Date of Award


Document Type

Open Access Thesis


Epidemiology and Biostatistics



First Advisor

Jihong Liu


Background: Much conflicting results exist in the association between breastfeeding and infant growth. One of these confusions is related to the temporal sequence between breastfeeding practice and infant growth.

Objective: This study aimed at examining the association and investigating a possible reverse causality between breastfeeding and infant growth.

Method: Infant Feeding Practices Survey II, a national longitudinal database with repeated measurements, following women prenatally and until one year postpartum (N=2914) was used. Mixed linear model assessed the impact of breastfeeding from the 2nd, 4th, 6th and 9th months on infant growth at the 3rd, 5th, 7th and 12th months, respectively. Log-linear model assessing reverse causation used infant growth data from the 3rd, 5th and 7th months and breastfeeding data from the 4th, 6th and 9th months respectively, restricting to infants' breastfed in the prior months or being exclusively breastfed in the first 5 months.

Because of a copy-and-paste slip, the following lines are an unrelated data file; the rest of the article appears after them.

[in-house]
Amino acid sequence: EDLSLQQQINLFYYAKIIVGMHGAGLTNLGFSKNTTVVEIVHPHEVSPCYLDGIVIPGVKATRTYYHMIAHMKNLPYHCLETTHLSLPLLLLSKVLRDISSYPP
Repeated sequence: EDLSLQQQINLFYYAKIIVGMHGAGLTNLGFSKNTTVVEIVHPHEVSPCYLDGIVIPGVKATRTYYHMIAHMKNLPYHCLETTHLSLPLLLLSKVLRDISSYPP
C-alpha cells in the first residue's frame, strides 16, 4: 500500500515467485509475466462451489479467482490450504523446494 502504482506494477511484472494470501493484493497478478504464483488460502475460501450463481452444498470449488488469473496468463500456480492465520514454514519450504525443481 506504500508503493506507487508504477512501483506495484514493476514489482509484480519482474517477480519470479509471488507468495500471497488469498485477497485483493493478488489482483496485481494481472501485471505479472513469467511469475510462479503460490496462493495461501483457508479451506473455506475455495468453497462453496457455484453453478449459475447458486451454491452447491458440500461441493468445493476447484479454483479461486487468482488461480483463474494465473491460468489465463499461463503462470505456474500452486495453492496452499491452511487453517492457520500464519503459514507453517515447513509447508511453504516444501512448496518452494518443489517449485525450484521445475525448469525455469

Results: Non-exclusively breastfed infants had a linear increase in mean weight-for-age z-score (WAZ) from the 3rd month (0.10) to the 7th month (0.34) while exclusively breastfed infants had a stable WAZ (0.27-0.24) (p-value for interaction=0.003). Non-breastfed infants had a higher WAZ throughout the first year (3rd month=0.20, 12th month=0.67) than infants who were ever breastfed in the first year (3rd month=0.04, 12th

month=0.29) (p<.0001). Weight-for-length z-score (WLZ) showed similar results (p interaction=0.006). Log-linear model showed a 7% (95% Confidence Interval 1.00, 1.14) higher risk of continuing with exclusive breastfeeding with every unit increase in WAZ.

Conclusion: In earlier months WAZ was better in exclusively breastfed infants. Only WAZ showed some possibility of reverse causality suggesting weight gain as a predictor of continuation of exclusive breastfeeding.

Included in

Epidemiology Commons